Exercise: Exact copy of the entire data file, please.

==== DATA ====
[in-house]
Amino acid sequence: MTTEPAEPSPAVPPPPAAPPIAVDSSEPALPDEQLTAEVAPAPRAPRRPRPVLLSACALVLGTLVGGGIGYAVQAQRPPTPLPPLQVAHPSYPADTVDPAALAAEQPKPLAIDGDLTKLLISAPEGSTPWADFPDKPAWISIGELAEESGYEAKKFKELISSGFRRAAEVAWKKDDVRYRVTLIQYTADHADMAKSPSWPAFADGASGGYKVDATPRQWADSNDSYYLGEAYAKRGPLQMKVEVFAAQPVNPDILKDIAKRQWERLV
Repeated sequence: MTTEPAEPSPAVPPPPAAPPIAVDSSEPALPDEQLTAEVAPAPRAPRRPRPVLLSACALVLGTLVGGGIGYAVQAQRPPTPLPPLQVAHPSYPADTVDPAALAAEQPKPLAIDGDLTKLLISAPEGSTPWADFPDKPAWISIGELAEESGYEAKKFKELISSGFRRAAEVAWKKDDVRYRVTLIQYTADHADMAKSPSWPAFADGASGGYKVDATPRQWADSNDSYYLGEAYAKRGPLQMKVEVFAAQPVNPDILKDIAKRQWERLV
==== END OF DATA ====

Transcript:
[in-house]
Amino acid sequence: MTTEPAEPSPAVPPPPAAPPIAVDSSEPALPDEQLTAEVAPAPRAPRRPRPVLLSACALVLGTLVGGGIGYAVQAQRPPTPLPPLQVAHPSYPADTVDPAALAAEQPKPLAIDGDLTKLLISAPEGSTPWADFPDKPAWISIGELAEESGYEAKKFKELISSGFRRAAEVAWKKDDVRYRVTLIQYTADHADMAKSPSWPAFADGASGGYKVDATPRQWADSNDSYYLGEAYAKRGPLQMKVEVFAAQPVNPDILKDIAKRQWERLV
Repeated sequence: MTTEPAEPSPAVPPPPAAPPIAVDSSEPALPDEQLTAEVAPAPRAPRRPRPVLLSACALVLGTLVGGGIGYAVQAQRPPTPLPPLQVAHPSYPADTVDPAALAAEQPKPLAIDGDLTKLLISAPEGSTPWADFPDKPAWISIGELAEESGYEAKKFKELISSGFRRAAEVAWKKDDVRYRVTLIQYTADHADMAKSPSWPAFADGASGGYKVDATPRQWADSNDSYYLGEAYAKRGPLQMKVEVFAAQPVNPDILKDIAKRQWERLV